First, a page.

of melanoma Thursday. Dave was a good, good man with a terrific work
ethic, and he was as professional a person as I’ve dealt with in this
business. Rest in peace, Dave.
b. I’ve had two significant melanoma surgeries, and it’s nothing to
fool around with. Sunscreen and regular checkups are the only way to
beat it—or to compete with it.
Why is this consist of two different points? They are related to the same topic, just combine them into one point.
i. Ran the 6.2-mile Central Park loop, with the half-mile hill I dread,
in 59:23 Saturday. Now that’s a sentence I never thought I’d write,
running that course in less than an hour. Last week I cut off the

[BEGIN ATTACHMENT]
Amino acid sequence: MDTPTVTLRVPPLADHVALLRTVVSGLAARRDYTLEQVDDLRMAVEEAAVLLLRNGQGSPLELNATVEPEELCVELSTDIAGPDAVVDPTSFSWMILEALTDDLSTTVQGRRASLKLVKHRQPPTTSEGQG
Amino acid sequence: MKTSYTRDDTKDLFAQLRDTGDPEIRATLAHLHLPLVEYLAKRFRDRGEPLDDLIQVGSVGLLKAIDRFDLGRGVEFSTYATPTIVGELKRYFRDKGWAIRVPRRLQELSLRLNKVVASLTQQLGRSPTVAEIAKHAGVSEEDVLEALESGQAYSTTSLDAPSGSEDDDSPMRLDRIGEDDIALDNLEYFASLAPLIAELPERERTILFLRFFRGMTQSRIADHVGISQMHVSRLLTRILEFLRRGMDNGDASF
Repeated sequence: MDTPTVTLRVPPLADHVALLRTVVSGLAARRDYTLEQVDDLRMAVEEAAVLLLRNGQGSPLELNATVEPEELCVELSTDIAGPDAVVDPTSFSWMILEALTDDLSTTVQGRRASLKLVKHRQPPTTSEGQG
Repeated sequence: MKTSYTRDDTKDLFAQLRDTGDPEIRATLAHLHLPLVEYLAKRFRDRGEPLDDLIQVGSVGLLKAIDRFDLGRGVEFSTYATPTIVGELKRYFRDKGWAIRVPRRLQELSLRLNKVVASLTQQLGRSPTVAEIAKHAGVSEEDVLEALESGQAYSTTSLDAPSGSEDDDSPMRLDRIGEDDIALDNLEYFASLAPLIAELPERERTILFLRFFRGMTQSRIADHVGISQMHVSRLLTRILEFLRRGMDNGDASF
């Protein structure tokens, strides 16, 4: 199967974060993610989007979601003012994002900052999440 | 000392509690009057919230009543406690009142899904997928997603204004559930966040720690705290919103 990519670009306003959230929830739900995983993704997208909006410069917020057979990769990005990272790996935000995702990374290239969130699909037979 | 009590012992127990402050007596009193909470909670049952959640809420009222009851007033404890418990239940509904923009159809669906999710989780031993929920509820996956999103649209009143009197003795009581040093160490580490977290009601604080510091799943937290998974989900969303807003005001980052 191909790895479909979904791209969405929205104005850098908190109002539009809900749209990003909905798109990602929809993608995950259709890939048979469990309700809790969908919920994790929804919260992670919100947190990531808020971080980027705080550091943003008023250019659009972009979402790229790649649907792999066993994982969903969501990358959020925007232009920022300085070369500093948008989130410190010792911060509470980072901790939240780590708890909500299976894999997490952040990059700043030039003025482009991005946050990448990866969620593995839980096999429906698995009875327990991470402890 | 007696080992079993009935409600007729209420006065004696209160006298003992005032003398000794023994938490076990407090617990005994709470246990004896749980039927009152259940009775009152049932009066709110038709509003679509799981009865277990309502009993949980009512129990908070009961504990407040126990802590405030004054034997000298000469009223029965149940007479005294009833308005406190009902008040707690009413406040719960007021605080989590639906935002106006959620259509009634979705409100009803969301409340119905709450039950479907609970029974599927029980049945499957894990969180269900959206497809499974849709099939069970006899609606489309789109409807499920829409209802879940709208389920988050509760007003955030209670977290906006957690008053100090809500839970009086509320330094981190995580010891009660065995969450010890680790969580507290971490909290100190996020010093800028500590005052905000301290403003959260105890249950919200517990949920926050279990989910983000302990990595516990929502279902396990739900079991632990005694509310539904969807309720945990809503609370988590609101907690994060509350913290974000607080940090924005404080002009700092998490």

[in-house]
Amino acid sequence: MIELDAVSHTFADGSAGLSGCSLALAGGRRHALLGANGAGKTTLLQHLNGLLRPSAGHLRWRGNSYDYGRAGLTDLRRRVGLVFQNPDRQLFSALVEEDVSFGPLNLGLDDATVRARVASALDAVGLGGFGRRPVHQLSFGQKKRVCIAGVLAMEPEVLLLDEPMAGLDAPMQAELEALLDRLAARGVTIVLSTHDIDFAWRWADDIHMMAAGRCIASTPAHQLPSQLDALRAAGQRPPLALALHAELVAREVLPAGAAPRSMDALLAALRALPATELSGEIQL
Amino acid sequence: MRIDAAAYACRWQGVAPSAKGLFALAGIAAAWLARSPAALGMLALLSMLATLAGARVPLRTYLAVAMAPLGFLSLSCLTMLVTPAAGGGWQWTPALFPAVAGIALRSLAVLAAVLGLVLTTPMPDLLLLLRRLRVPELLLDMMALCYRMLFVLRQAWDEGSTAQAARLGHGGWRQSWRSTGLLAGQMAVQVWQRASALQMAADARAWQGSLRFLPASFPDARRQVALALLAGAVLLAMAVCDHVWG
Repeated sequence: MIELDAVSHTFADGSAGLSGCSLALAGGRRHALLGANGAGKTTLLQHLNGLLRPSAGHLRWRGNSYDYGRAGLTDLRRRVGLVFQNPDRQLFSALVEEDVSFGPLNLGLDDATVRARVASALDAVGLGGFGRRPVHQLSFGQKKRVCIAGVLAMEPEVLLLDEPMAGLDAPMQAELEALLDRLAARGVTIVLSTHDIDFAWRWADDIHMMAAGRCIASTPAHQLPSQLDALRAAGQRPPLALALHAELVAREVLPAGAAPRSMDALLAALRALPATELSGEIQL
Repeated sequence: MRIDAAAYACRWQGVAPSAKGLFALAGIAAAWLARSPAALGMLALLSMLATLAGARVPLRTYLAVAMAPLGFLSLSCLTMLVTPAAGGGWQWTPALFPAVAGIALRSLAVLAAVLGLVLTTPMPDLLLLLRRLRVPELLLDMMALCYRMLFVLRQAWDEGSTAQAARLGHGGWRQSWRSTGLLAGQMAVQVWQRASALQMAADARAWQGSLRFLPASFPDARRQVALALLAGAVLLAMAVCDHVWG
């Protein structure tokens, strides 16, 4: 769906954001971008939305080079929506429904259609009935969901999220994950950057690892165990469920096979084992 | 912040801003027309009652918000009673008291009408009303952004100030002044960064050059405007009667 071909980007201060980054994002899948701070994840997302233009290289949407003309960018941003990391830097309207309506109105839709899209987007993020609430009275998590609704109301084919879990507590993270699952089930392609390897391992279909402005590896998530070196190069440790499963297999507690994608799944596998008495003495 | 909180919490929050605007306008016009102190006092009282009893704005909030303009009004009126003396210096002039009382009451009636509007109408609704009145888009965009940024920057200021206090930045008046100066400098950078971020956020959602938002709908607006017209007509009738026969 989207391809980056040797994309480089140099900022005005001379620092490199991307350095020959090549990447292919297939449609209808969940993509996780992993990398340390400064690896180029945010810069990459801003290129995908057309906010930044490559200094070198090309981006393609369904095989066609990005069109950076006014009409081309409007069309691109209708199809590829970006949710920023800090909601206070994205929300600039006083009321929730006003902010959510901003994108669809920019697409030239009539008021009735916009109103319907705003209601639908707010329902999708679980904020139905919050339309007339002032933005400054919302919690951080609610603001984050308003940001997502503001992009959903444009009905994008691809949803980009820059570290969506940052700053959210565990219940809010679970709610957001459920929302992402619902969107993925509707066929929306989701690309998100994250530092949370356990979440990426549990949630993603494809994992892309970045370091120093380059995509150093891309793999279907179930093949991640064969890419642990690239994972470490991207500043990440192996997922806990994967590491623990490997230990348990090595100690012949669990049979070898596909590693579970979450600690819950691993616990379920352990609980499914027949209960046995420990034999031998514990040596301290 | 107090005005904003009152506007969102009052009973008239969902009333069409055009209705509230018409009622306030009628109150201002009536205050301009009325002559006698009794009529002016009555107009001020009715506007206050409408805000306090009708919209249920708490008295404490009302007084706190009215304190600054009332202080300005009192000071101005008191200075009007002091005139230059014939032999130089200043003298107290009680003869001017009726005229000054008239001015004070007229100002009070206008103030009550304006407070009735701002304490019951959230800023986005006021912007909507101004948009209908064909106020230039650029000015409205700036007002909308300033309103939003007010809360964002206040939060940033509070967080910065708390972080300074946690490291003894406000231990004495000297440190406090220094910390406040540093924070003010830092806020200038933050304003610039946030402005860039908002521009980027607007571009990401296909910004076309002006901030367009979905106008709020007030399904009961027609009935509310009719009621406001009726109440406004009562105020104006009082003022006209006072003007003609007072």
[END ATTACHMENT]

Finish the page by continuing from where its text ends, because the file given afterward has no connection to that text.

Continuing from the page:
toughest mile on the run, the northern hill at the top of the park, and
substituted that mile with a run on the flat streets of midtown
Manhattan. On Saturday, I included the hill. Glad I did—but I paid for
it when I woke up Sunday.
Thanks for the update. You know, interest in reading MMQB also means we are interested in you as a person as well.
The Adieu Haiku
Russell Wilson wins.
He just does. No dazzling stats.
Low maintenance too.
Gee, why had you not mentioned this before this haiku? I'm glad this haiku exists because I needed the information that had been mentioned three other times in MMQB to be written at least one more time.